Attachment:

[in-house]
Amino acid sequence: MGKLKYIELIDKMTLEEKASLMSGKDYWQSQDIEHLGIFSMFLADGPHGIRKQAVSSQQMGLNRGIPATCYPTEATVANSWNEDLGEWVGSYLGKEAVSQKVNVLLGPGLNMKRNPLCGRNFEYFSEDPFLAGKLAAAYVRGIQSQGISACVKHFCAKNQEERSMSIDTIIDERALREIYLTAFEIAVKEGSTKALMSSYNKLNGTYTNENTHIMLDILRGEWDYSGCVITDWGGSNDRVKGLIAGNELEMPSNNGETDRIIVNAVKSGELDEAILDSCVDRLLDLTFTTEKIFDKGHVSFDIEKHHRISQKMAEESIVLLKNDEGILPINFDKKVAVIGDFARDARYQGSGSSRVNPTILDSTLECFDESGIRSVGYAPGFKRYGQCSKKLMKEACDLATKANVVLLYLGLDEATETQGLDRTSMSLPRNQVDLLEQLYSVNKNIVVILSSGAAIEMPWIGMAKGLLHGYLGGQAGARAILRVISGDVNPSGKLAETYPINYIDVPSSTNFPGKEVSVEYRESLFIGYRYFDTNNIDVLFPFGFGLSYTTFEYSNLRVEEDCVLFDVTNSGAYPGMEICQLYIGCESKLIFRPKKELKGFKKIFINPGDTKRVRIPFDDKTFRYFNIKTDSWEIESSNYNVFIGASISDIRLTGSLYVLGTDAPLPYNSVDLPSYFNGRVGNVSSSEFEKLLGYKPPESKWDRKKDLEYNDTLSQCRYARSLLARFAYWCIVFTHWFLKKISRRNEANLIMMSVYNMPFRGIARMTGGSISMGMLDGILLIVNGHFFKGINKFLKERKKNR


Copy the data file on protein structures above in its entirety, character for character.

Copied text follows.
[in-house]
Amino acid sequence: MGKLKYIELIDKMTLEEKASLMSGKDYWQSQDIEHLGIFSMFLADGPHGIRKQAVSSQQMGLNRGIPATCYPTEATVANSWNEDLGEWVGSYLGKEAVSQKVNVLLGPGLNMKRNPLCGRNFEYFSEDPFLAGKLAAAYVRGIQSQGISACVKHFCAKNQEERSMSIDTIIDERALREIYLTAFEIAVKEGSTKALMSSYNKLNGTYTNENTHIMLDILRGEWDYSGCVITDWGGSNDRVKGLIAGNELEMPSNNGETDRIIVNAVKSGELDEAILDSCVDRLLDLTFTTEKIFDKGHVSFDIEKHHRISQKMAEESIVLLKNDEGILPINFDKKVAVIGDFARDARYQGSGSSRVNPTILDSTLECFDESGIRSVGYAPGFKRYGQCSKKLMKEACDLATKANVVLLYLGLDEATETQGLDRTSMSLPRNQVDLLEQLYSVNKNIVVILSSGAAIEMPWIGMAKGLLHGYLGGQAGARAILRVISGDVNPSGKLAETYPINYIDVPSSTNFPGKEVSVEYRESLFIGYRYFDTNNIDVLFPFGFGLSYTTFEYSNLRVEEDCVLFDVTNSGAYPGMEICQLYIGCESKLIFRPKKELKGFKKIFINPGDTKRVRIPFDDKTFRYFNIKTDSWEIESSNYNVFIGASISDIRLTGSLYVLGTDAPLPYNSVDLPSYFNGRVGNVSSSEFEKLLGYKPPESKWDRKKDLEYNDTLSQCRYARSLLARFAYWCIVFTHWFLKKISRRNEANLIMMSVYNMPFRGIARMTGGSISMGMLDGILLIVNGHFFKGINKFLKERKKNR